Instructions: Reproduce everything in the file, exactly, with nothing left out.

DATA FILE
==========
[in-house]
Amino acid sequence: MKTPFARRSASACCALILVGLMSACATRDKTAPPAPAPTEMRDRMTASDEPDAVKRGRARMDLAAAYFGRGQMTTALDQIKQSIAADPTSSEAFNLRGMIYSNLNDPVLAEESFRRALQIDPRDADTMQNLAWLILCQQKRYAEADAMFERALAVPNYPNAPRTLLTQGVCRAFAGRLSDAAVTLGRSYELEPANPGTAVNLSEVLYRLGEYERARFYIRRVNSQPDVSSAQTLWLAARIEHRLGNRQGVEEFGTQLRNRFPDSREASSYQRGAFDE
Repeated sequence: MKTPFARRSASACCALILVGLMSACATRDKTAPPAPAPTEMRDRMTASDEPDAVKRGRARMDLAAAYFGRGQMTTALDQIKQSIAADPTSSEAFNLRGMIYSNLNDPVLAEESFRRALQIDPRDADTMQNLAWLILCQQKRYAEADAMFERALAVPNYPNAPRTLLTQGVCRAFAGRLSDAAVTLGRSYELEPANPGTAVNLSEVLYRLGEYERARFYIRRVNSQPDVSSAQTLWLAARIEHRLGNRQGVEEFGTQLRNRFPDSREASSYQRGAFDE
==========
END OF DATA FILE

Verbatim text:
[in-house]
Amino acid sequence: MKTPFARRSASACCALILVGLMSACATRDKTAPPAPAPTEMRDRMTASDEPDAVKRGRARMDLAAAYFGRGQMTTALDQIKQSIAADPTSSEAFNLRGMIYSNLNDPVLAEESFRRALQIDPRDADTMQNLAWLILCQQKRYAEADAMFERALAVPNYPNAPRTLLTQGVCRAFAGRLSDAAVTLGRSYELEPANPGTAVNLSEVLYRLGEYERARFYIRRVNSQPDVSSAQTLWLAARIEHRLGNRQGVEEFGTQLRNRFPDSREASSYQRGAFDE
Repeated sequence: MKTPFARRSASACCALILVGLMSACATRDKTAPPAPAPTEMRDRMTASDEPDAVKRGRARMDLAAAYFGRGQMTTALDQIKQSIAADPTSSEAFNLRGMIYSNLNDPVLAEESFRRALQIDPRDADTMQNLAWLILCQQKRYAEADAMFERALAVPNYPNAPRTLLTQGVCRAFAGRLSDAAVTLGRSYELEPANPGTAVNLSEVLYRLGEYERARFYIRRVNSQPDVSSAQTLWLAARIEHRLGNRQGVEEFGTQLRNRFPDSREASSYQRGAFDE